The heavy construction industry is critical to Saskatchewan’s – and Canada’s – economy. Here are some of the ways in which SHCA fights for its members.


The principal responsibilities of the Saskatchewan Heavy Construction Association are to advocate for our specialized industry and serve our members. SHCA acts as the voice of the heavy construction industry with President Shantel Lipp as its spokesperson, bringing issues to the forefront.

Construction is a diverse industry with many specialties, including heavy construction. SHCA’s responsibility extends past educating the public and politicians on what type of work is considered heavy construction; we ensure those connected to the industry understand its challenges and successes.

Knowing the size and strength of the industry is important to be able to advocate for it. Hundreds of members belong to SHCA, creating strength in numbers to gain the attention and commitment the industry needs to thrive.

Hundreds of members belong to SHCA, creating strength in numbers to gain the attention and commitment the industry needs to thrive.

Heavy construction spending builds economy

Last year, Praxis completed economic impact analyses on behalf of SHCA, which provide good evidence of our industry’s effect on the province. The firm explains, “a comprehensive economic impact study is…critical to gain an understanding of how the industry benefits the provincial economy in terms of job opportunities, other economic activity and government revenues.”

Praxis took its first step to producing the study by defining the scope of the industry. The heavy construction industry encompasses more work than highways, roads and parking lots. The work includes excavating and preparing commercial and industrial sites, as well as water infrastructure work, such as dams, irrigation structures, hydroelectric and water diversion tunnels, water and sewer lines, water drainage and irrigation ditches and minor bridges.

Based on that definition, we established some key facts about the direct, indirect and induced impact of the industry in the province. In the analyses, Praxis accounts for the heavy construction industry supply industries and how that activity trickles down into spending by households in the province.

Praxis determined that the spending on local goods and services as well payments to labour and business profits was over $14 billion in 2021. A breakdown of that figure shows that more than half – $8.4 billion – was spending by the heavy construction industry.

The study also quantifies spending strictly within Saskatchewan because of the heavy construction industry. Heavy construction added $6.2 billion to Saskatchewan’s GDP.

Heavy construction creates and maintains jobs

Praxis’ study also includes what this economic activity means for jobs and labour income in the province.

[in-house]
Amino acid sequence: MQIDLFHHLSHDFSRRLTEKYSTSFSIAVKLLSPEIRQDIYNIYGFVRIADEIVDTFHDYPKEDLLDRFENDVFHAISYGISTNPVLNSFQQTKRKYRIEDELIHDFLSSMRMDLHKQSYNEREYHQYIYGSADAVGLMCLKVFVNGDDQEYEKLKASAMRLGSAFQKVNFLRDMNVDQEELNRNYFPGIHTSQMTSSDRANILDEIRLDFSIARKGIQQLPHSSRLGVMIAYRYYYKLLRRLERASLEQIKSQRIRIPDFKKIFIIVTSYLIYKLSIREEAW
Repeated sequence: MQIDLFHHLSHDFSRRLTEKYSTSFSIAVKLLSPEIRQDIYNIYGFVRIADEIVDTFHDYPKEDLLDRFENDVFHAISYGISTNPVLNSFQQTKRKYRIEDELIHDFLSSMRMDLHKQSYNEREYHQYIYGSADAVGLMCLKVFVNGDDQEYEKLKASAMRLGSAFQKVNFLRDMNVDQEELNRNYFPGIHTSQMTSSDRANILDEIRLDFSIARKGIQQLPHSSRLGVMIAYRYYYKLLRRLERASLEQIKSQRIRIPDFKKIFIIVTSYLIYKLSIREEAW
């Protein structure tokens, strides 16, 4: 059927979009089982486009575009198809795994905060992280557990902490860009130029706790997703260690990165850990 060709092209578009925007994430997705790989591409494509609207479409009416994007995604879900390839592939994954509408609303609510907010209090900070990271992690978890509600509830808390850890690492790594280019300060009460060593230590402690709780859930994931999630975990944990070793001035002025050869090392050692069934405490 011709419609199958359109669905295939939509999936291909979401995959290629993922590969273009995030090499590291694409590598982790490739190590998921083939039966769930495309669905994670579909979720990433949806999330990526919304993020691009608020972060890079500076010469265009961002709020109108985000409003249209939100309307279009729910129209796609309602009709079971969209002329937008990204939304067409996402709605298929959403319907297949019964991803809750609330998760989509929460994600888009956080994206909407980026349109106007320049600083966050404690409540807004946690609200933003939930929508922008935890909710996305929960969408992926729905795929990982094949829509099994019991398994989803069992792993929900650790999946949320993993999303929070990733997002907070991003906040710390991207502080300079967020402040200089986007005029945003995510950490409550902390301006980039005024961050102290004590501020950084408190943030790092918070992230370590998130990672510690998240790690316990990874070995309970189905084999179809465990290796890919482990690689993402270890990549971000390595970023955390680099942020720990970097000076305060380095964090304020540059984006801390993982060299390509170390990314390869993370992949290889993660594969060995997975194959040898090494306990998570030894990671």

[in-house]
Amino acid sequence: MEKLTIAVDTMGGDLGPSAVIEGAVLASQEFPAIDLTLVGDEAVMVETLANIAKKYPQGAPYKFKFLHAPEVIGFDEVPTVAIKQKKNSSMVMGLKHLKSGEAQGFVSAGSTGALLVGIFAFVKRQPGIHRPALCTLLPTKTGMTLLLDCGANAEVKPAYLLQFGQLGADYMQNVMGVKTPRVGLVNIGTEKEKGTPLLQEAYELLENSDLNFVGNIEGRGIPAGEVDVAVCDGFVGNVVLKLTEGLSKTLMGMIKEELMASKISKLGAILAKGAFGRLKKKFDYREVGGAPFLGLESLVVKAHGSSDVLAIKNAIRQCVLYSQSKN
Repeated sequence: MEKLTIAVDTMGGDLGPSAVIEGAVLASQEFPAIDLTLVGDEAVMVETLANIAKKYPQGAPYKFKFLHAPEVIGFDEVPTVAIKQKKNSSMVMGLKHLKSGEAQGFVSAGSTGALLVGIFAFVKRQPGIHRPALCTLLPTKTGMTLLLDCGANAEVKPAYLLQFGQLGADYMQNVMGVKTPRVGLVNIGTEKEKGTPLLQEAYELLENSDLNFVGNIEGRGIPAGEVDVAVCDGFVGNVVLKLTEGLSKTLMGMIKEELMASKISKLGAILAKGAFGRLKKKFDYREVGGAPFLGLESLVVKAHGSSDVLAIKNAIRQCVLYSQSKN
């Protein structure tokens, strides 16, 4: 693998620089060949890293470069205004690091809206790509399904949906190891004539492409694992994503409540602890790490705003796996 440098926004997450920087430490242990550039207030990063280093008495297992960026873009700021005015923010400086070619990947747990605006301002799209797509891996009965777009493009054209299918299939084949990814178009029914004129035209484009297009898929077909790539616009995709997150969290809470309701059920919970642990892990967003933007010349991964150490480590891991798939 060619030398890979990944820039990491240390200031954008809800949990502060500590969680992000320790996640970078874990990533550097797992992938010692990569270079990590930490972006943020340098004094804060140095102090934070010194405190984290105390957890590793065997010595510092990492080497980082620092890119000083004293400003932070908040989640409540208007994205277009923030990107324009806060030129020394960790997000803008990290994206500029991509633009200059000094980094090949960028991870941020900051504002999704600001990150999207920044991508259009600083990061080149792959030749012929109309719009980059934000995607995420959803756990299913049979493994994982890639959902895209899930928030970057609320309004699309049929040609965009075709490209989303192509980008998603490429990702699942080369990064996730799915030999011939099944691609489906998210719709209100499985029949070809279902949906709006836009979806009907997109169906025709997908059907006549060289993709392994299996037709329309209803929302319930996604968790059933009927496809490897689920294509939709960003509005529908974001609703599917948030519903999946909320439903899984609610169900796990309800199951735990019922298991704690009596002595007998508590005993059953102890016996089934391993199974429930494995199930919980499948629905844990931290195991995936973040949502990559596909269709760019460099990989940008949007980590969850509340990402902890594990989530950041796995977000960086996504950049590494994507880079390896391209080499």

In 2021, the heavy construction industry and the industries that supply it created and maintained a total of 47,816 jobs in Saskatchewan. Of those jobs, more than 22,000 jobs were within the heavy construction industry, with those people earning $1.5 billion in income. This figure includes wages, salaries and employer contributions to pensions and benefits packages.

Prioritizing industry advocacy

Regardless of the size of their business, there are issues SHCA members face. Lipp brings member concerns forward to the people who need to respond.

A province over, her counterpart, Chris Lorenc, president of the Manitoba Heavy Construction Association, describes the approach involved in advocating for an industry.

“It is important to remember that advocacy is a marathon, not a sprint,” said Lorenc. “It takes years and sometimes decades to shape both public perception and government opinion. It requires determination and sustained effort.”

The Government of Saskatchewan – and, in particular, the Ministry of Highways – is one of SHCA members’ largest business partners in the province. Kelly Gallagher, vice-president of Martin Charlton Communications and a government relations professional, explained why having a relationship with the government matters.

“Governments often operate in a vacuum with little awareness as to how a regulation or a new piece of legislation will impact stakeholders outside of government,” said Gallagher, who encourages industry, business, associations, municipalities and non-profit organizations to have a government relations strategy.

Staying in constant contact with government – through meetings and correspondence – keeps an industry visible as the government considers its decisions and the impact of those decisions. Providing information to politicians and officials about the industry, difficulties it is facing and solutions being proposed can prompt the government to adjust.

Rising costs put a strain on members

An issue the government could address is the impact of rising costs affecting our industry, which was detailed in the Praxis report. The study shows it was costing members more to pay for fuel, fabricated metal products, professional services and computer/electronic products.